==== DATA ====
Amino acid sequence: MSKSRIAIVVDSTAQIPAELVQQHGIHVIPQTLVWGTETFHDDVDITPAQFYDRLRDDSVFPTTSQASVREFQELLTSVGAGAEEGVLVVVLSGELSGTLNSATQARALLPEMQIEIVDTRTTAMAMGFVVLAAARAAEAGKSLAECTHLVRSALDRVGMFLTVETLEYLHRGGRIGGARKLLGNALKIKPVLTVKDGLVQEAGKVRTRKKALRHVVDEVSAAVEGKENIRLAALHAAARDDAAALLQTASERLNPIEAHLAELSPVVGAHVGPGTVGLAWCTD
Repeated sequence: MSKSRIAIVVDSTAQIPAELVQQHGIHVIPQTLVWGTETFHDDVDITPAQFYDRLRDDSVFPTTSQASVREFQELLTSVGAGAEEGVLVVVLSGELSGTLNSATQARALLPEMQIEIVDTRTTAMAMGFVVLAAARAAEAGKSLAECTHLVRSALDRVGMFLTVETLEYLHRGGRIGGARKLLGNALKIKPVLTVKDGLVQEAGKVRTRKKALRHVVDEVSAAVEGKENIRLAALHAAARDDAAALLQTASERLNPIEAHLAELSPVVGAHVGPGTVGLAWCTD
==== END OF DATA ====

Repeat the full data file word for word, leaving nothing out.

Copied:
Amino acid sequence: MSKSRIAIVVDSTAQIPAELVQQHGIHVIPQTLVWGTETFHDDVDITPAQFYDRLRDDSVFPTTSQASVREFQELLTSVGAGAEEGVLVVVLSGELSGTLNSATQARALLPEMQIEIVDTRTTAMAMGFVVLAAARAAEAGKSLAECTHLVRSALDRVGMFLTVETLEYLHRGGRIGGARKLLGNALKIKPVLTVKDGLVQEAGKVRTRKKALRHVVDEVSAAVEGKENIRLAALHAAARDDAAALLQTASERLNPIEAHLAELSPVVGAHVGPGTVGLAWCTD
Repeated sequence: MSKSRIAIVVDSTAQIPAELVQQHGIHVIPQTLVWGTETFHDDVDITPAQFYDRLRDDSVFPTTSQASVREFQELLTSVGAGAEEGVLVVVLSGELSGTLNSATQARALLPEMQIEIVDTRTTAMAMGFVVLAAARAAEAGKSLAECTHLVRSALDRVGMFLTVETLEYLHRGGRIGGARKLLGNALKIKPVLTVKDGLVQEAGKVRTRKKALRHVVDEVSAAVEGKENIRLAALHAAARDDAAALLQTASERLNPIEAHLAELSPVVGAHVGPGTVGLAWCTD